Tommy Fleetwood has the long, flowing hair of a rock star, and he was treated like one as he strode through the massed ranks of spectators at the back of the 14th green on a day he’ll never forget at the Ryder Cup.
Like a cyclist pushing his way through boisterous mountaintop crowds at the Tour de France, Fleetwood was stroked, patted and high-fived to the backdrop of “Tommy! Tommy! Tommy!” chants that reverberated around Le Golf National as the sun began to set late Friday.
“It is,” Fleetwood said, “as good as it gets.”
Playing with a partner he considers one of his best friends, Fleetwood teamed with Francesco Molinari to take down Tiger Woods and Patrick Reed in the morning fourballs and outplay Jordan Spieth and Justin Thomas — the golden boys of American golf — in a 5-and-4 blowout in the afternoon foursomes.
It all ended at the 14th, Molinari delivering the final blow by rolling in a 6-foot putt for birdie. European captain Thomas Bjorn was there to congratulate them, hugging Fleetwood and whispering in his ear. Teammate Sergio Garcia lifted Fleetwood off his feet.
Fleetwood and Molinari — the European No. 1 and the British Open champion, respectively — were the only European pairing to play twice Friday. And Bjorn has paired them again for fourballs Saturday morning when they will take on Woods and Reed once more. They might be Europe’s new dream team, a combination Bjorn will lean on as it looks to wrest the cup from the United States.
“All the preparation you do,” Fleetwood said, “but nothing gets you ready for this.”
Aside from the scenes at the end, Fleetwood said the highlight of his first day as a Ryder Cup player was the birdie putt at No. 16 in the match against Woods and Reed. The ball broke to the right and dropped into the cup with almost its final revolution.
The celebrations — a double fist-pump followed by a chest bump from Molinari — were among the most memorable of the opening day, and it came amid a run of three straight birdies from No. 15 that turned the match and gave the Europeans their only win of fourballs.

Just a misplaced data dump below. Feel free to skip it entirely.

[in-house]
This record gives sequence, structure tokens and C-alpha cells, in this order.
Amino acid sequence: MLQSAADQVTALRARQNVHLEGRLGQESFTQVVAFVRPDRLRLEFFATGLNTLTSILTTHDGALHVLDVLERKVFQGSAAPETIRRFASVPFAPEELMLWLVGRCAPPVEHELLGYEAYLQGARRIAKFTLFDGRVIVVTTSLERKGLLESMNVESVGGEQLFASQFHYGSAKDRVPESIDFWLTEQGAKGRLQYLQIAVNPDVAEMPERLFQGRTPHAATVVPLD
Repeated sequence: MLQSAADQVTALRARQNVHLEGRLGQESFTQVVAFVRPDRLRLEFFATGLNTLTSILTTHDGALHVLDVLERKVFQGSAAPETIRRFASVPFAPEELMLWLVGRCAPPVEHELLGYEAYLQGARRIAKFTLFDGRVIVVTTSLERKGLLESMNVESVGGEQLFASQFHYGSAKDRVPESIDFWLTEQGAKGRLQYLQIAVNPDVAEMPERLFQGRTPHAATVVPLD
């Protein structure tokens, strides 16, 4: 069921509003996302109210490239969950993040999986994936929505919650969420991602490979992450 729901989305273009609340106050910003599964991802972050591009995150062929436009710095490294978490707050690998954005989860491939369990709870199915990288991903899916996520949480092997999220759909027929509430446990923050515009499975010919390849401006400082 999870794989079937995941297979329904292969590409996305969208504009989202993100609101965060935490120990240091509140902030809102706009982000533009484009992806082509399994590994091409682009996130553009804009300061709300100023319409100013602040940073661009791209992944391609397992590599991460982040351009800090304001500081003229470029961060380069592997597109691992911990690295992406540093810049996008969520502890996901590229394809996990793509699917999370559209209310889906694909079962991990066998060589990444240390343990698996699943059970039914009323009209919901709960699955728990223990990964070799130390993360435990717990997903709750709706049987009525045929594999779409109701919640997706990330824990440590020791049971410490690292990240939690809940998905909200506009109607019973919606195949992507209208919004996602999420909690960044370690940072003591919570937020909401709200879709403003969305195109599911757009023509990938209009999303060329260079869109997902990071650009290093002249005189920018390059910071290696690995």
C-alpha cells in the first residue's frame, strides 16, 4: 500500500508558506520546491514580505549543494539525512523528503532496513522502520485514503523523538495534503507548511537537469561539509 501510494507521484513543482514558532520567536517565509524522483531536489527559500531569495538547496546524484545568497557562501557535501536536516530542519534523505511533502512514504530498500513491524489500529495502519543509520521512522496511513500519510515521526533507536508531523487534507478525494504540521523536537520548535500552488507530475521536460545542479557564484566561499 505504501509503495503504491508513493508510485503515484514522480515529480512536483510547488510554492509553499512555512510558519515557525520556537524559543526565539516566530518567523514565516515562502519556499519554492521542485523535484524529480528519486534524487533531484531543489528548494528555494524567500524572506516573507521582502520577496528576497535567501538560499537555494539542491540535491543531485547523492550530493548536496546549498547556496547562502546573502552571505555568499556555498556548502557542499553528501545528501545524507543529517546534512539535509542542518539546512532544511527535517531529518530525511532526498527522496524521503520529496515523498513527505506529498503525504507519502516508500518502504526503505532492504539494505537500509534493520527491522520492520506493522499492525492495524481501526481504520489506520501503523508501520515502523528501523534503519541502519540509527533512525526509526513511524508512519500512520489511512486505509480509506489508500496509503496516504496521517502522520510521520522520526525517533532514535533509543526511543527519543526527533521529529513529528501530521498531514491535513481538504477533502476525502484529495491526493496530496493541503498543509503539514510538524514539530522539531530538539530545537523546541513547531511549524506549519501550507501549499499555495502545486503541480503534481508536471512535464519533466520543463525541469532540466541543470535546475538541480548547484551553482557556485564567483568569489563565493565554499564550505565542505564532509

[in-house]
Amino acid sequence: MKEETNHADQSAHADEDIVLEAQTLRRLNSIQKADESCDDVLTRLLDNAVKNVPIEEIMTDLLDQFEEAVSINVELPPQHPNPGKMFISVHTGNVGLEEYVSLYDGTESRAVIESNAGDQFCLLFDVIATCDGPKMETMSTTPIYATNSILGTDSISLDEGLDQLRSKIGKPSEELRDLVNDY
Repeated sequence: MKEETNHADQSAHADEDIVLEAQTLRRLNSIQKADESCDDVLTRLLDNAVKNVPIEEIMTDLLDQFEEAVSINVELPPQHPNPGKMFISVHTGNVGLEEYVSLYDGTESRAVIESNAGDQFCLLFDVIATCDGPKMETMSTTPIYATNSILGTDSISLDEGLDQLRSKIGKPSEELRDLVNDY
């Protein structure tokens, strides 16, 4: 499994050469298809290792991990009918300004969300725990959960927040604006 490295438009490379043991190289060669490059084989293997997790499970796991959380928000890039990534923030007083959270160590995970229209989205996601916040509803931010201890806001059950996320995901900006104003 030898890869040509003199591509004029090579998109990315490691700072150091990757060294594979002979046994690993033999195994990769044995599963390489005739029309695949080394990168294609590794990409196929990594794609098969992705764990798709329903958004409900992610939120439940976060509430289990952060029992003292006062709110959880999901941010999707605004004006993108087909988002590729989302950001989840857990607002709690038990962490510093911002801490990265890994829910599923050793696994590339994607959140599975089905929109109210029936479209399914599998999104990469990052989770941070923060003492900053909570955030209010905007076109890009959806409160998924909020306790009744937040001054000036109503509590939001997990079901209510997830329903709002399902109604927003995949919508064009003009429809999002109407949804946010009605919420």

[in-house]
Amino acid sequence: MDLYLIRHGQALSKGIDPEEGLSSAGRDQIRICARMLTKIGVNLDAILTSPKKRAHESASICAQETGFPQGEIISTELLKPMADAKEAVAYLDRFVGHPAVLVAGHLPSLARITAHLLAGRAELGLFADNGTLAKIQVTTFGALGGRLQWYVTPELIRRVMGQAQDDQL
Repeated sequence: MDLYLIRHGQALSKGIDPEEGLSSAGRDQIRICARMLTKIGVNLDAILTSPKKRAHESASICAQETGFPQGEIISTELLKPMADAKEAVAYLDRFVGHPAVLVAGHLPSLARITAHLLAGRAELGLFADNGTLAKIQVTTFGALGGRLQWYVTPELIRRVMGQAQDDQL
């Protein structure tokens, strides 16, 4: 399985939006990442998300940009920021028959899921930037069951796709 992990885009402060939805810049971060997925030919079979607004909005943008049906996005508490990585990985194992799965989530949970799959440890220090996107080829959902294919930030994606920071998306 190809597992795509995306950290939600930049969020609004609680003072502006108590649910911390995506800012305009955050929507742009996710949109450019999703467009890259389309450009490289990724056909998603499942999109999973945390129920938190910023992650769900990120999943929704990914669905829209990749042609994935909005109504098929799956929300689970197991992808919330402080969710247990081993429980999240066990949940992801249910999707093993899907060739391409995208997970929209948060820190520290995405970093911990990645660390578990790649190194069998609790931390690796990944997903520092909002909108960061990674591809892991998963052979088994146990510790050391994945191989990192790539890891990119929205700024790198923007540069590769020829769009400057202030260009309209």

It gave the team momentum going into foursomes, which Europe swept for the first time at a Ryder Cup. That Fleetwood and Molinari finished the job in the anchor match seemed apt.
“I played with Frankie in practice this week, and he barely missed a fairway and barely missed a green,” European player Ian Poulter said. “And I played with Tommy as well, and he played great. That pairing was a very solid pairing from when Thomas agreed to put them out. They have done a stellar job, they really did.”
Molinari and Fleetwood have been close off the course for some years, and they are clearly at ease when they play with each other. They also have a similar temperament, which allows them to stay on an even keel at pressure moments.
“I think they just have a very special bond and relationship,” Bjorn said, “and they have for a long time.”
Molinari also seems to be thriving in his new status as a major champion, having won the claret jug at Carnoustie in July. He is consistently playing the best golf of his career this year and his driving was particularly impressive as the wind picked up in the afternoon.
The Italian was the one who earned the half-point against Woods that sealed outright victory for the Europeans in the “Miracle of Medinah” in 2012. His contribution was slightly overlooked that year, but it won’t be six years on.
“He’s played in two Ryder Cups and he’s never been the guy that’s right at the front of everything,” Bjorn said. “But he certainly has stood up today and showed why he won an Open Championship and why he’s a force to be reckoned with in the world of golf.”
But it felt like Fleetwood’s day.
Making it even more special was that this came on the first birthday of his son, Frankie. Bjorn said he would allow Fleetwood to spend time with his family in the evening at their hotel before rejoining the team.
Source: The Associated Press